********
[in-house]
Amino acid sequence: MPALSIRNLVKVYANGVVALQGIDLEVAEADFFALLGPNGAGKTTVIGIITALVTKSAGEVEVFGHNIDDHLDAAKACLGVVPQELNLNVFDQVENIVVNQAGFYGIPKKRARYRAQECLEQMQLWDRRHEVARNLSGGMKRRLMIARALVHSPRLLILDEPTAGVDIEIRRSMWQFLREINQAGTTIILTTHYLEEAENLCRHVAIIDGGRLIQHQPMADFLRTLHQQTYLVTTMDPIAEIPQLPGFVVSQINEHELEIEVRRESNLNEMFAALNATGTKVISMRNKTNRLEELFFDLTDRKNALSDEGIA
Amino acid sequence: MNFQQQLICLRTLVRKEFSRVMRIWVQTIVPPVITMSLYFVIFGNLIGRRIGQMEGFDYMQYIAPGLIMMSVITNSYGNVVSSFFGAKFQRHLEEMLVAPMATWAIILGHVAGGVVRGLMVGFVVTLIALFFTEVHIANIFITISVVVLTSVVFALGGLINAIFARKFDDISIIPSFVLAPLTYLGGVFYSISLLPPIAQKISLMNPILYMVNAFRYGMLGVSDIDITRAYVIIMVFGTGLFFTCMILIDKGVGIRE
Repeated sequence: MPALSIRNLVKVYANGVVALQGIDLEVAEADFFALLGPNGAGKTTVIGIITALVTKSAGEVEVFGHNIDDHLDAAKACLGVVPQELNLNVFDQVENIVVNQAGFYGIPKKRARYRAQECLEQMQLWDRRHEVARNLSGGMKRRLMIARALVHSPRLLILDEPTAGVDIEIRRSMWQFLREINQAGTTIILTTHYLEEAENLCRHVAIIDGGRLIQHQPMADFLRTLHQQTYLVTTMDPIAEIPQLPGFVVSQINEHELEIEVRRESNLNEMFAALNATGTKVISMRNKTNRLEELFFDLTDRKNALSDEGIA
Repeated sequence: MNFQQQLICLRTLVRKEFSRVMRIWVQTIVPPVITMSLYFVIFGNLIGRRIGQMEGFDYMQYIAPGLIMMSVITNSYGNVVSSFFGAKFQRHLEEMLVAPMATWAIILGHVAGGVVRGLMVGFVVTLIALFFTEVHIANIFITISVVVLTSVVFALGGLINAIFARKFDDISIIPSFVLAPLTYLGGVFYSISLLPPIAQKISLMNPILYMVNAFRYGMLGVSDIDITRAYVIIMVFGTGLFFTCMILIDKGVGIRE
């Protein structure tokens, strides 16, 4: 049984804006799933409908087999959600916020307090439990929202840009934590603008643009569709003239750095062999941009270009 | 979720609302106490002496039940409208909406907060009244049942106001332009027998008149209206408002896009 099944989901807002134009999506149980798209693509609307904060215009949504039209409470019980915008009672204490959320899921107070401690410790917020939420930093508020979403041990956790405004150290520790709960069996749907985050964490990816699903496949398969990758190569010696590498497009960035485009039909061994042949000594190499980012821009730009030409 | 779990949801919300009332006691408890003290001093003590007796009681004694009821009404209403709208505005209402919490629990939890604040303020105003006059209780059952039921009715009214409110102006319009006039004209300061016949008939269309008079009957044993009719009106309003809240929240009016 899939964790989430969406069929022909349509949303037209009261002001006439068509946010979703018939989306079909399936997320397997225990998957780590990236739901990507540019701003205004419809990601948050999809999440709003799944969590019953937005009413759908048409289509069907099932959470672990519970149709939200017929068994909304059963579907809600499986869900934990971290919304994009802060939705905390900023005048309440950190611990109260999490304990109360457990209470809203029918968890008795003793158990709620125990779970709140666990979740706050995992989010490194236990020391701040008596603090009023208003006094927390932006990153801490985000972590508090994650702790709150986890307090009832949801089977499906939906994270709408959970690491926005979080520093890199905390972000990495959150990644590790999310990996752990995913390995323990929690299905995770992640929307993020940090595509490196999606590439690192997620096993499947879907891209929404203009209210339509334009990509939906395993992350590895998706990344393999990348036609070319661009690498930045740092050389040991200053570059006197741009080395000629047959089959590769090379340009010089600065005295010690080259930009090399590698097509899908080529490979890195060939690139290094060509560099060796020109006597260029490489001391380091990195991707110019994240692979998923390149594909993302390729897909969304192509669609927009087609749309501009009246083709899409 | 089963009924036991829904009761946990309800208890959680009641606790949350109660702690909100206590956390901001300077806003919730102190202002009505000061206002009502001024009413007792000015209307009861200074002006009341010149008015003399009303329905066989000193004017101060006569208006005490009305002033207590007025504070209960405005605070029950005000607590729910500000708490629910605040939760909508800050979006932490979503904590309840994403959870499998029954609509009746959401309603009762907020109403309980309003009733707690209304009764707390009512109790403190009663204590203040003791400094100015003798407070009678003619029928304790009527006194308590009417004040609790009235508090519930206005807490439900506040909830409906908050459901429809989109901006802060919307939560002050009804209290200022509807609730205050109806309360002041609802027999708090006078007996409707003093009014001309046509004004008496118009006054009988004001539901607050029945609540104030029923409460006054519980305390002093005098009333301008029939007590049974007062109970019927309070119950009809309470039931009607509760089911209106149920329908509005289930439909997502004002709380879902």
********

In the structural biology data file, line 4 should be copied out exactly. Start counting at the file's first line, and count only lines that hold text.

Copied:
Repeated sequence: MPALSIRNLVKVYANGVVALQGIDLEVAEADFFALLGPNGAGKTTVIGIITALVTKSAGEVEVFGHNIDDHLDAAKACLGVVPQELNLNVFDQVENIVVNQAGFYGIPKKRARYRAQECLEQMQLWDRRHEVARNLSGGMKRRLMIARALVHSPRLLILDEPTAGVDIEIRRSMWQFLREINQAGTTIILTTHYLEEAENLCRHVAIIDGGRLIQHQPMADFLRTLHQQTYLVTTMDPIAEIPQLPGFVVSQINEHELEIEVRRESNLNEMFAALNATGTKVISMRNKTNRLEELFFDLTDRKNALSDEGIA